Most House lawmakers request option of remote proxy voting for Friday’s vote on $1.7T spending bill

When the House votes Friday on a giant $1.7 trillion spending bill, most members of the House might not even be in the Capitol.

Nearly 230 members of the U.S. House of Representatives have filed letters allowing them to be away from the Capitol today and vote by proxy on a $1.7 trillion government funding bill.

According to the clerk of the House, 227 members – more than half of the House – have active proxy letters. Under rules allowed by House Speaker Nancy Pelosi, D-Calilf., lawmakers can cite the ongoing public health emergency related to the COVID-19 pandemic as the reason for their inability to vote in person.

Overall, more than 130 Democrats and more than 90 Republicans have proxy letters on file ahead of Friday’s vote. The list includes incoming House Democratic Leader Hakeem Jeffries, D-N.Y., and current Democratic Caucus Vice Chair Pete Aguilar of California.

Some of the Republicans with active proxy letters are retiring from Congress this year, including Reps. Bob Gibbs of Ohio and Chris Jacobs of New York.

It is unclear if every member with a proxy letter on file will use the opportunity to avoid voting in person when the House takes up the $1.7 trillion spending bill on Friday. In the past, some lawmakers have opted to vote in person despite being eligible to vote by proxy.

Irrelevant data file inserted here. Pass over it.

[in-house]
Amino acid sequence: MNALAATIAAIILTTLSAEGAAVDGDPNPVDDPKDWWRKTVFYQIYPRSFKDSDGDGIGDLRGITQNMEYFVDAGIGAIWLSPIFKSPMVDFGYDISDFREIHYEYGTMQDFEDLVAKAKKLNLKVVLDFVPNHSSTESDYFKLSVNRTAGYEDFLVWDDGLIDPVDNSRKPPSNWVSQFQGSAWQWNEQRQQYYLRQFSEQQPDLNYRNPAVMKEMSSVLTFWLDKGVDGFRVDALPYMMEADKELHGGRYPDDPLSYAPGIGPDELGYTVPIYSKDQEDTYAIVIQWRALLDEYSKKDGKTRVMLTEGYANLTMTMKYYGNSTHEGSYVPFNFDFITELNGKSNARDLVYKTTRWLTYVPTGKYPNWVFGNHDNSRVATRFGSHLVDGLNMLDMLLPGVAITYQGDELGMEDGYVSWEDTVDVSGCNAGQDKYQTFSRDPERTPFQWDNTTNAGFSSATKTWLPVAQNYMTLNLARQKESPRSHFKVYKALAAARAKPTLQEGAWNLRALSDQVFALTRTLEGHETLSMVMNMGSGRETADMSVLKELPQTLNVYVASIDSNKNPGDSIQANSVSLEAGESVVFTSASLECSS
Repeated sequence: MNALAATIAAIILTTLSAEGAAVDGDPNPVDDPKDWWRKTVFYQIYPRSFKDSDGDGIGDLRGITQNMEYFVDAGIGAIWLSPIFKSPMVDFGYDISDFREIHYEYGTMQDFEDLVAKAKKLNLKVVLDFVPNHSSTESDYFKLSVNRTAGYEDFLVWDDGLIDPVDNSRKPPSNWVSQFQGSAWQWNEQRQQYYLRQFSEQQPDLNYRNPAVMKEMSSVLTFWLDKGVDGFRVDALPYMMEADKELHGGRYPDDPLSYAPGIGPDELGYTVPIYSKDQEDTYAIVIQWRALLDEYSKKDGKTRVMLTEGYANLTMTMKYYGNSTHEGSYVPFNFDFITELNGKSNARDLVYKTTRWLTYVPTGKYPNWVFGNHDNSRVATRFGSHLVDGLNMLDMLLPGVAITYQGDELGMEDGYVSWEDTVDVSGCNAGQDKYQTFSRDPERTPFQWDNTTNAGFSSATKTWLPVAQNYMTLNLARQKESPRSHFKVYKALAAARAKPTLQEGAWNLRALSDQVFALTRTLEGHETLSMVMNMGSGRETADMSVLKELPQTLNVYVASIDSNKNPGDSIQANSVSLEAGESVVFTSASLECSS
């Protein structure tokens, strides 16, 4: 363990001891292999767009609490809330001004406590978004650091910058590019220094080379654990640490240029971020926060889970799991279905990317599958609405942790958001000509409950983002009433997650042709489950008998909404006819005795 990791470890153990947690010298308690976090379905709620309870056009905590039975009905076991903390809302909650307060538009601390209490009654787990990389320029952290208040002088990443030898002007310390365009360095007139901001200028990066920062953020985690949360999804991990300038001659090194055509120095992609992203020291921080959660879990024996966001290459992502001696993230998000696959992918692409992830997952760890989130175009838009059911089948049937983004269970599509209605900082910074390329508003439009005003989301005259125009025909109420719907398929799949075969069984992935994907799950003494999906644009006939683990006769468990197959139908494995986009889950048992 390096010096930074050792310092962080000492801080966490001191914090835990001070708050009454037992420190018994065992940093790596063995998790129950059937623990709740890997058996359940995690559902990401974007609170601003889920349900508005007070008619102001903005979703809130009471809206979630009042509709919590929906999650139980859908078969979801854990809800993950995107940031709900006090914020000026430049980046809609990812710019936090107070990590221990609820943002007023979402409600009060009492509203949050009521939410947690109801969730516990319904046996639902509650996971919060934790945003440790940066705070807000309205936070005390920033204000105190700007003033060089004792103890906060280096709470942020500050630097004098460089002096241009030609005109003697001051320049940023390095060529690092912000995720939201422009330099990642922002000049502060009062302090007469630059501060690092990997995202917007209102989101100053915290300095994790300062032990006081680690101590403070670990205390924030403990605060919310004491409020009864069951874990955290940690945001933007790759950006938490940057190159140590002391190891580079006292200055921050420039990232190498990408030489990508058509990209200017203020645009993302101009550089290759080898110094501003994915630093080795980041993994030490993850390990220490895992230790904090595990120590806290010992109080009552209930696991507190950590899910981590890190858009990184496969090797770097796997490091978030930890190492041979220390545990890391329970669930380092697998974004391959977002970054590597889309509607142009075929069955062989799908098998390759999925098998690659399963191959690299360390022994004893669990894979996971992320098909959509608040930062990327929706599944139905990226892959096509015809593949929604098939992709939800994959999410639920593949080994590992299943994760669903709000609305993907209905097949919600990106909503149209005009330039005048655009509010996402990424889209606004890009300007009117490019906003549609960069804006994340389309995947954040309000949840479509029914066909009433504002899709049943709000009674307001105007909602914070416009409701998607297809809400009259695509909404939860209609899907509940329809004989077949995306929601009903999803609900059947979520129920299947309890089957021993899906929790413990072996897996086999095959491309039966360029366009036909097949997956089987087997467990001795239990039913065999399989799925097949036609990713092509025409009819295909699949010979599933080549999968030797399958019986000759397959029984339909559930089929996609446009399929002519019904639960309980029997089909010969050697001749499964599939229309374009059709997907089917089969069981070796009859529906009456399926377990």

If all 227 eligible lawmakers vote by proxy, however, that a majority of the 435-member House voted without being attendance. The vote is also likely to be the last that utilizes the proxy system.

Republicans, who won control of the House during the midterms, have pledged to end the process. Minority Leader Kevin McCarthy, who is vying to lead the new GOP majority as speaker next Congress, has argued that proxy voting is rife with abuse.

‘The Senate has managed to maintain in-person Floor voting for the entirety of the past two years — with a much older population and a 50-50 makeup, no less,’ said McCarthy, R-Calif. ‘From the get-go, we warned that proxy voting would be misused as a means of convenience rather than as a precaution for health — and it has been, by members of both parties.’

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